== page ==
“Best seat in the world,” I muttered to myself sitting on a park bench staring straight at the Eiffel Tower as it glowed while the sun set. As you can tell, I continued #TravelNovember with a trip to Paris, the only major European city that I’ve actually been to before. I was only there for two full days, but I zipped around on foot and with the Metro and actually was able to complete my entire itinerary, which, of course, was mostly food.
Before I take you around Paris, I just want to mention a few places I went in London before I left. You may recall in one of my first posts that I went to a place called Mae + Harvey but was unable to order any food because I arrived for brunch at 4 PM. Well, I finally got my act together and had the smoked salmon waffles. They were awesome. I also went to a place called Yamagoya for some ramen and their infamous raindrop cake. The spicy tobajan ramen was pretty good, but the raindrop cake tasted like stale Jell-O and the two toppings that came with it were even worse.
Before I ate anything, I played tourist for an hour or two seeing mostly landmarks I had already seen before during my exchange in high school. I saw the Eiffel Tower, the flags outside UNESCO headquarters, walked across the Seine and down the Champs-Elysées, saw the Arc de Triomphe, and did a lap around the Louvre. The pyramid had a weird covering over it, maybe for the impending colder weather?
I had a two course meal at Ellsworth for lunch (for twenty-two Euros!) It was one of my favorite meals of the trip. First, I had fresh mozzarella with capers that I treated like I would burrata by spreading it over bread. Then, I had delicious fried chicken which was comparable to the best in the U.S. My bread was refilled so I made my own third course by eating the amazing bread and dipping it into the leftover buttermilk sauce that was served with the chicken.
The restaurant also had an incredibly aesthetically pleasing tile bathroom. This is probably as close as you’re going to get in regards to a picture of me on this website.
It was a little chilly, but otherwise such a nice day!
I was still full come dinner time, so my friends all got tacos at Candelaria and I had to settle for a frozen margarita.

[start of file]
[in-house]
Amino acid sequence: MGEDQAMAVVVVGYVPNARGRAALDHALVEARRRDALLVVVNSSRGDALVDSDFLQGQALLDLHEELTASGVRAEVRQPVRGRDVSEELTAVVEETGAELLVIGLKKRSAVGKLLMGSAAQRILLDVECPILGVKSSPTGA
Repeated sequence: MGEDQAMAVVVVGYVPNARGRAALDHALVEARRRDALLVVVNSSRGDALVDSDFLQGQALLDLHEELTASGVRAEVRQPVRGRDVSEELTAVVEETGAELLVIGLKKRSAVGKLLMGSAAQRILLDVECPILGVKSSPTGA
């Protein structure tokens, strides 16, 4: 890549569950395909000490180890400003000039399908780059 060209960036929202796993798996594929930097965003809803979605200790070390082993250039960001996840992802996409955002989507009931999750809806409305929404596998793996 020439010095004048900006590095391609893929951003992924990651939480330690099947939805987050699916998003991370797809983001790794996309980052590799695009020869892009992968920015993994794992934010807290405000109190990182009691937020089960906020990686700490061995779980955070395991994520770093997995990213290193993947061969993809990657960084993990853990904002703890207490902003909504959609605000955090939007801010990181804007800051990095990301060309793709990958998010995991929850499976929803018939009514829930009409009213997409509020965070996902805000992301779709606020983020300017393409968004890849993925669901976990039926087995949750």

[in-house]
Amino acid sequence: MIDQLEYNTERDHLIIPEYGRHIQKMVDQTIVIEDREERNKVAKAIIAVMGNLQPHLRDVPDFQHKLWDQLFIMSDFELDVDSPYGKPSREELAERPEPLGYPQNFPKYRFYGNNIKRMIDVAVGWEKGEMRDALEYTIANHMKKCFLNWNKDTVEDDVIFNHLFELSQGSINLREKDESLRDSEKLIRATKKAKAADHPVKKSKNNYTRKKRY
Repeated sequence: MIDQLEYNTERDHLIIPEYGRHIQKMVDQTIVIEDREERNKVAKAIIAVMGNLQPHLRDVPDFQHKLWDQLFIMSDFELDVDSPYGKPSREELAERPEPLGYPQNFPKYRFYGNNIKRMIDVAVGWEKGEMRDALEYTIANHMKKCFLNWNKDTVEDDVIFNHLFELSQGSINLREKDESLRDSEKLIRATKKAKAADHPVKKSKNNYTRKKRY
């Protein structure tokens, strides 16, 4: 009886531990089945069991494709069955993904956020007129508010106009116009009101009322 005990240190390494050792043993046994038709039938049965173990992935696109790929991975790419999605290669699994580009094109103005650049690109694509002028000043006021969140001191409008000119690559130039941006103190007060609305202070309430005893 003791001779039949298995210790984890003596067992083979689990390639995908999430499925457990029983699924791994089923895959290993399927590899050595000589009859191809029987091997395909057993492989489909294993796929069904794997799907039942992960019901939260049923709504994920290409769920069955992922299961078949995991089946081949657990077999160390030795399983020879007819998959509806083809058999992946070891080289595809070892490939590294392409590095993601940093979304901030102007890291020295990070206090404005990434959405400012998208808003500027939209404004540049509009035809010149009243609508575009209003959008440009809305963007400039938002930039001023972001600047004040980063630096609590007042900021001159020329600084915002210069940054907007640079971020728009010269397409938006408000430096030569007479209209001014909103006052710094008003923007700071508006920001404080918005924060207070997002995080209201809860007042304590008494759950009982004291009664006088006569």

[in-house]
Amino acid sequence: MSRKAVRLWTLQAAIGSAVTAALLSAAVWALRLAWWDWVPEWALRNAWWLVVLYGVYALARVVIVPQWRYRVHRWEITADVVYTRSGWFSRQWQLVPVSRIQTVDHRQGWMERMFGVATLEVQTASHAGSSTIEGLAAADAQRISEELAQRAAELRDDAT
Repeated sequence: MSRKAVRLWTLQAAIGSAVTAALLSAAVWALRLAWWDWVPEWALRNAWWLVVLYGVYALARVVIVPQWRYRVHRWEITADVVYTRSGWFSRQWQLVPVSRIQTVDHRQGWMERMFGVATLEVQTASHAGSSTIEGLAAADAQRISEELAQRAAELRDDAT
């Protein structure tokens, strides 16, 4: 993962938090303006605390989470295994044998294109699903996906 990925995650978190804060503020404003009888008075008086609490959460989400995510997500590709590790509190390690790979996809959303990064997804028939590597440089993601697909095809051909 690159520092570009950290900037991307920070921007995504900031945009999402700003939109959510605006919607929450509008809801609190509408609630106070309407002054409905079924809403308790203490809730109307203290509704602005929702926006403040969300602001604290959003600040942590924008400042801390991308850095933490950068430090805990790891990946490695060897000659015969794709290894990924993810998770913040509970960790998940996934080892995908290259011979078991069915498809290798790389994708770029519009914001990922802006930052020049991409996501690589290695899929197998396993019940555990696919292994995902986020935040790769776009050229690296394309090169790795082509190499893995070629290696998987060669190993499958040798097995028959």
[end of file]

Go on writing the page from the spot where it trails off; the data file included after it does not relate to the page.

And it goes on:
Then, we went to Little Red Door for post-dinner drinks (or, for me, post-drink drinks.) Their menu changes seasonally, and when we went it was described as a “menu of applied architecture.” Basically, each cocktail corresponds to a different type of architecture. I had one based off of “biomimetics,” or nature based architecture. I didn’t love it, but the experience was so cool that I’d for sure go back next time I’m in Paris.
Macarons are one of my favorite sweet treats, so of course a stop at a macaron shop was vital. Since we have both Laduree and Pierre Hermes here in London, I went to Acide instead. I had passionfruit and popcorn flavored macarons and they were both awesome!
My favorite spot of the whole trip ended up being a bakery/cafe called Mokonuts. I had orange blossom lemonade, which was one of the best drinks I’ve ever had, and a moist and flavorful slice of orange and almond cake. It was so good that I then ordered two cookies, cereal & chocolate and peanut butter chocolate, which were also incredible. When in Paris, go here.
On my way to my second breakfast of the day, I stopped by the Pompidou Center and looked at some of the art behind it.
Breakfast number two was at Holybelly. I had something called a “savory stack,” which was pancakes topped with fried eggs, bacon, and syrup. It tasted like a delicious, gourmet version of a McGriddles sandwich.
While exploring that afternoon, I found a super cute park/playground that kids were playing on, but I could not find the entrance for the life of me so I had to settle for this picture instead.
My final Parisian meal consisted of crepes at Little Breizh. I know this picture is not the most appetizing, but if I could make spinach and goat cheese crepes like these, I would make them far too often.
Fun fact: I actually took French for eight years of my life, but I think those years are pretty far behind me as I really didn’t do too well when locals asked me if they were on the right train or if I knew where the Monoprix was. I did say “excuse-moi” a lot, though, while trying to pass slow walkers on the sidewalk.
Ta-ta for now,